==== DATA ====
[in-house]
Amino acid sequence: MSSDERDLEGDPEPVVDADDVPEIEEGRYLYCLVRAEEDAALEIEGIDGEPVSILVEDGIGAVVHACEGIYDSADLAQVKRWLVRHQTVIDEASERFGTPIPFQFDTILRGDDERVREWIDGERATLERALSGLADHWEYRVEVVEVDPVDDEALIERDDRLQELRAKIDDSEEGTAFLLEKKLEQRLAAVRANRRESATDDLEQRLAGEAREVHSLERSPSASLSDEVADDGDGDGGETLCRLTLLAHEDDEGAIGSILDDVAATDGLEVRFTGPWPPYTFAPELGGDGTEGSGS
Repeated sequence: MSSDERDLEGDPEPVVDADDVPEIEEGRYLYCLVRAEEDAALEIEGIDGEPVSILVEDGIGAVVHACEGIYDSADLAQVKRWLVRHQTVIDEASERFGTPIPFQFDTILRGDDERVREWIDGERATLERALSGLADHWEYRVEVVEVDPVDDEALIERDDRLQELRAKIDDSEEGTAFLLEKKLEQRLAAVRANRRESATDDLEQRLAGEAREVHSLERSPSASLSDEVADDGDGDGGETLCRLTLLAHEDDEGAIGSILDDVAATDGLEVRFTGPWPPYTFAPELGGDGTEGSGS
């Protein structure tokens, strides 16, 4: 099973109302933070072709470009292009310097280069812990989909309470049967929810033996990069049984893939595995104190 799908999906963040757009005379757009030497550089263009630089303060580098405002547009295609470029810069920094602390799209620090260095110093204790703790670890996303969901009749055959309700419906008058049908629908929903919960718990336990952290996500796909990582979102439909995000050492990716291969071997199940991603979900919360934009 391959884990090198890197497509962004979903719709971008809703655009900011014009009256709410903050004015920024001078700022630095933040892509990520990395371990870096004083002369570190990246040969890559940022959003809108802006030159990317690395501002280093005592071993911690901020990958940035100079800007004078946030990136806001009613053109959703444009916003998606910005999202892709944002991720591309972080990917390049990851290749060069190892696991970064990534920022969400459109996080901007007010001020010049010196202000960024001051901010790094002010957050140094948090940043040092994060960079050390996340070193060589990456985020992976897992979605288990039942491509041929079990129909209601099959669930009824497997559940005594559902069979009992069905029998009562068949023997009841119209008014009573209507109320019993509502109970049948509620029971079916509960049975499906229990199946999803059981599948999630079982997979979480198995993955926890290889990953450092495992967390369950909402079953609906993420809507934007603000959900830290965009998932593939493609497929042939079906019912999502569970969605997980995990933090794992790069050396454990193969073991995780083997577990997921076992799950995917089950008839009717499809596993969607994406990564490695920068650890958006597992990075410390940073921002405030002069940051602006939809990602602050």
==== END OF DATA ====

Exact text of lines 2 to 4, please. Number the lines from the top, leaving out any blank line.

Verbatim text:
Amino acid sequence: MSSDERDLEGDPEPVVDADDVPEIEEGRYLYCLVRAEEDAALEIEGIDGEPVSILVEDGIGAVVHACEGIYDSADLAQVKRWLVRHQTVIDEASERFGTPIPFQFDTILRGDDERVREWIDGERATLERALSGLADHWEYRVEVVEVDPVDDEALIERDDRLQELRAKIDDSEEGTAFLLEKKLEQRLAAVRANRRESATDDLEQRLAGEAREVHSLERSPSASLSDEVADDGDGDGGETLCRLTLLAHEDDEGAIGSILDDVAATDGLEVRFTGPWPPYTFAPELGGDGTEGSGS
Repeated sequence: MSSDERDLEGDPEPVVDADDVPEIEEGRYLYCLVRAEEDAALEIEGIDGEPVSILVEDGIGAVVHACEGIYDSADLAQVKRWLVRHQTVIDEASERFGTPIPFQFDTILRGDDERVREWIDGERATLERALSGLADHWEYRVEVVEVDPVDDEALIERDDRLQELRAKIDDSEEGTAFLLEKKLEQRLAAVRANRRESATDDLEQRLAGEAREVHSLERSPSASLSDEVADDGDGDGGETLCRLTLLAHEDDEGAIGSILDDVAATDGLEVRFTGPWPPYTFAPELGGDGTEGSGS
């Protein structure tokens, strides 16, 4: 099973109302933070072709470009292009310097280069812990989909309470049967929810033996990069049984893939595995104190 799908999906963040757009005379757009030497550089263009630089303060580098405002547009295609470029810069920094602390799209620090260095110093204790703790670890996303969901009749055959309700419906008058049908629908929903919960718990336990952290996500796909990582979102439909995000050492990716291969071997199940991603979900919360934009 391959884990090198890197497509962004979903719709971008809703655009900011014009009256709410903050004015920024001078700022630095933040892509990520990395371990870096004083002369570190990246040969890559940022959003809108802006030159990317690395501002280093005592071993911690901020990958940035100079800007004078946030990136806001009613053109959703444009916003998606910005999202892709944002991720591309972080990917390049990851290749060069190892696991970064990534920022969400459109996080901007007010001020010049010196202000960024001051901010790094002010957050140094948090940043040092994060960079050390996340070193060589990456985020992976897992979605288990039942491509041929079990129909209601099959669930009824497997559940005594559902069979009992069905029998009562068949023997009841119209008014009573209507109320019993509502109970049948509620029971079916509960049975499906229990199946999803059981599948999630079982997979979480198995993955926890290889990953450092495992967390369950909402079953609906993420809507934007603000959900830290965009998932593939493609497929042939079906019912999502569970969605997980995990933090794992790069050396454990193969073991995780083997577990997921076992799950995917089950008839009717499809596993969607994406990564490695920068650890958006597992990075410390940073921002405030002069940051602006939809990602602050």